What Trump’s plan to reopen America gets right, and wrong

Finally, the plan rightly emphasizes vulnerable populations and senior living facilities. These facilities will remain at a high risk of explosive growth in cases until we can achieve widespread testing, vaccination and immunity. So the plan prohibits visits to them until the final phases and requires strict hygiene protocols when visits do occur.

That’s the good. Now the bad. The plan is a failure when it comes to testing, which everyone recognizes as a linchpin in any effort to reopen the country. It certainly assumes that testing will occur: A key metric for each phase of reopening is the trend in coronavirus cases. Accordingly, within a 14-day period there needs to be a “downward trajectory” of either documented cases or the percent of positive tests.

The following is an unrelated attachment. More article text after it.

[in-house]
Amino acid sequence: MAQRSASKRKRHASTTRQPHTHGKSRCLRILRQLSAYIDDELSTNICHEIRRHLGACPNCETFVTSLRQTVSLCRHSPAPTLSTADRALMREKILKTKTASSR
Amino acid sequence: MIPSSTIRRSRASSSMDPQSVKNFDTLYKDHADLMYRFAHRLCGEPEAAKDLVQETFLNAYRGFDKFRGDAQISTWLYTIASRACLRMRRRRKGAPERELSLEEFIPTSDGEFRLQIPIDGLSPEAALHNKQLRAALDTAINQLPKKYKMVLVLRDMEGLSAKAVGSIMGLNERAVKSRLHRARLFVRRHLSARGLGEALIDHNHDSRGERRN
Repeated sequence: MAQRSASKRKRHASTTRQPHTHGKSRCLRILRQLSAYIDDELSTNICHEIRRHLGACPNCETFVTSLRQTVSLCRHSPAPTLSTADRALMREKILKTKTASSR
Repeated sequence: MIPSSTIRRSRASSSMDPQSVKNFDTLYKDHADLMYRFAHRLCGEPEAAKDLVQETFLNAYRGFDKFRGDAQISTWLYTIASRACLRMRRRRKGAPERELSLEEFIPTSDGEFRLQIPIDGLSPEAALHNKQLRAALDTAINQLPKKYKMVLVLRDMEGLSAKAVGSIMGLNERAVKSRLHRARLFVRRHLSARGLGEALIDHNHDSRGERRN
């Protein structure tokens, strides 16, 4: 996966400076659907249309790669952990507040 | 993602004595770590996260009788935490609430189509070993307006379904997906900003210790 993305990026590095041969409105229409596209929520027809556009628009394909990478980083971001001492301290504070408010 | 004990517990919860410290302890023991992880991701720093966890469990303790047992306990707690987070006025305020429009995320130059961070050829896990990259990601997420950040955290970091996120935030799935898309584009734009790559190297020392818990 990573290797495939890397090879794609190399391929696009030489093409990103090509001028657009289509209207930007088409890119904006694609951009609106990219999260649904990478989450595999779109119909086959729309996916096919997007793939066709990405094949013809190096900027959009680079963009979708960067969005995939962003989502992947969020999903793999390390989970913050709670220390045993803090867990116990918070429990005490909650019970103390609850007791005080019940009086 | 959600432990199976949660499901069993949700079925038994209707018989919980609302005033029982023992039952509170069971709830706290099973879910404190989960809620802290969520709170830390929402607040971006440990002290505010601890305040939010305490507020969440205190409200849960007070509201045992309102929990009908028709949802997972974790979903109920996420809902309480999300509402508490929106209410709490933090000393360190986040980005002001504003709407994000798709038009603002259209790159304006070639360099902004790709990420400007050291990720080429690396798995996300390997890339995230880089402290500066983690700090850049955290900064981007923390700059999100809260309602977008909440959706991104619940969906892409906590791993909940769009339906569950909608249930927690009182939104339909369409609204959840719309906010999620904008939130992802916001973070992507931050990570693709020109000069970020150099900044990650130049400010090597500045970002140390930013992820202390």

But there is no requirement that states first show that they have tested enough people to establish that the trajectories they are seeing are truly reflective of population-level trends. Overall, testing has been far too low for these trajectories to be relied on. Even after six weeks, barely 1 percent of the country’s population has been tested for Covid-19 and new daily tests have plateaued around 150,000. This is also not enough testing for effective levels of contact tracing.

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